Having made a name for herself in the Far East, Jessmo’s music is now ready for global domination. An artist with personality throughout her tracks and passionate about songwriting, I caught up with Jessmo to chat about her background, songwriting process, what’s to come next and much more.
Welcome, Jessmo. You’re based in Singapore, right? What’s the music scene like there?
Obviously may be different at the moment because of the pandemic, but what’s it usually
Hello! Thanks so much for having me, I really appreciate this opportunity 🙂 Yes, I’m currently based in Kuala Lumpur for over a year now but Singapore is still very close and I’ve seen my fair share of the music scene back home. Well I can only speak from my experience and of course this is not a blanket statement that represents the entire music scene in Singapore. As brutal as it’s going to sound, the music scene in Singapore isn’t the most “thriving” or nurturing environment for a musician or artist to grow and express themselves. There is a major lack of venues and opportunities like music festivals for performances and the ones that do, are highly curated and controlled.
Everyone listens to mainstream charts from the US so the same few songs are always on rotation in
people’s headset and the radio. People don’t generally believe in a homegrown artist unless
they have a stamp of approval elsewhere. It is a shame and I have never expected it to change or improve anytime soon. But I understood this from the very beginning when I set out to build my career that the music scene in Singapore is extremely limited and and thus, moving to Europe at a very young age to learn and seek opportunities instead. Afterall, the media is extremely accessible and globalized today so there is no reason for any artist to restrict themselves and strictly tag a specific location to their artistry.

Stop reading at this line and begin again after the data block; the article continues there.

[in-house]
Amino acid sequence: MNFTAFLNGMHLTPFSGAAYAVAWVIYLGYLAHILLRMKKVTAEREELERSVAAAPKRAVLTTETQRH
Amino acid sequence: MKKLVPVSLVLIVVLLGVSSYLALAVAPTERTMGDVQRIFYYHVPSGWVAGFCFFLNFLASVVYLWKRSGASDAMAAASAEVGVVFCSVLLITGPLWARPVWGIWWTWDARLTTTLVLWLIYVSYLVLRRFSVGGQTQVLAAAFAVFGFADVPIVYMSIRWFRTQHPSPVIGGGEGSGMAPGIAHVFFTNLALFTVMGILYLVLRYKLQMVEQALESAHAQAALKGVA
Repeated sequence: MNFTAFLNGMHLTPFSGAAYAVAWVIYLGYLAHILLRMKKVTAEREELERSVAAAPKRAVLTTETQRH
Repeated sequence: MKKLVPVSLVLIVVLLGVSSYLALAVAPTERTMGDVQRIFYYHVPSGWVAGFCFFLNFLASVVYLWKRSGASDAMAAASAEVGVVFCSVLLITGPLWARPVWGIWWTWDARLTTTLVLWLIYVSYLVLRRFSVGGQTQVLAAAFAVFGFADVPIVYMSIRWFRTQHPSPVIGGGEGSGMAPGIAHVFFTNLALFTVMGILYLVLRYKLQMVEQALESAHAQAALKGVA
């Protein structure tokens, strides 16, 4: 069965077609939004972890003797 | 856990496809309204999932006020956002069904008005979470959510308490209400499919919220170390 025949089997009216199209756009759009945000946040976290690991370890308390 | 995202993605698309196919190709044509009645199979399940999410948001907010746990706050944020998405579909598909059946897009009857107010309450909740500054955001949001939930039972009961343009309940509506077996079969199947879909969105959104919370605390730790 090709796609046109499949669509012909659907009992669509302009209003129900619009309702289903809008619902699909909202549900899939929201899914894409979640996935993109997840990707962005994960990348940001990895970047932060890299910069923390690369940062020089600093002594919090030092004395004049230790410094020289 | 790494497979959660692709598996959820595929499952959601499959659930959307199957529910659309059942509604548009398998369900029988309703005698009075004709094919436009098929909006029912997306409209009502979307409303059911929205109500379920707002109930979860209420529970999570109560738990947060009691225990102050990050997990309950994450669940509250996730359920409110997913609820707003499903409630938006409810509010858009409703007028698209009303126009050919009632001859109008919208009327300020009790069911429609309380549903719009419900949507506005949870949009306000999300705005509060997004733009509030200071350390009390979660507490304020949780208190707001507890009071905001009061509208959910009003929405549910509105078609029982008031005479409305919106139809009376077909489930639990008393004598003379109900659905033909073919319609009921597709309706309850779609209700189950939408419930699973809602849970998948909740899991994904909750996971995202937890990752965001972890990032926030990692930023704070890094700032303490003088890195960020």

What’s the story behind your stage name ‘Jessmo’?
Haha well I used to hang out with a group of good friends back in high school where I was
the only girl in the group. More often than not I would get very emotional about things and
potentially slip a couple of tears here and there. And of course boys will be boys, they
started teasing me by calling me Jessmo, which was derived from “Jessica” and “Emo”.
Highschool can be cruel sometimes, I’ve also been called many other names like “giraffe” for
being tall, but thankfully my mind was strong enough not to focus on these negativity that
was thrown at me. I was very much determined to turn them into the building blocks to
build my career instead. I wanted a name that’s meaningful and representative of who I am, so what better than to use something that once had a bad connotation to it and turn that into my strength.
How has your background affected your songwriting?
I’ve been through a lot of difficult times since I was a little kid and I think that has groomed
me into someone who is extremely in touch with her feelings. Some of my friends might still
remember the very first song, “Birds Over The Green” that I published and it was a rather
cringey song but I wasn’t afraid to translate and pen my feelings down as it is. That really
helped me through a difficult chapter in my life when I decided to leave college early into a
society that doesn’t appreciate anything that’s sticking out from the norm, and carve a path
of my own instead. Since then, I wasn’t afraid to be in touch with my emotions anymore and
that really defined and made the person I am today. I do see it as a blessing as emotional songs are always appreciated as your audience can often relate to when they hear one, and
know that they’re not the only one dealing with certain feelings and emotions alone.
You refuse to follow a tradition, which is fantastic. Do you write from a personal approach,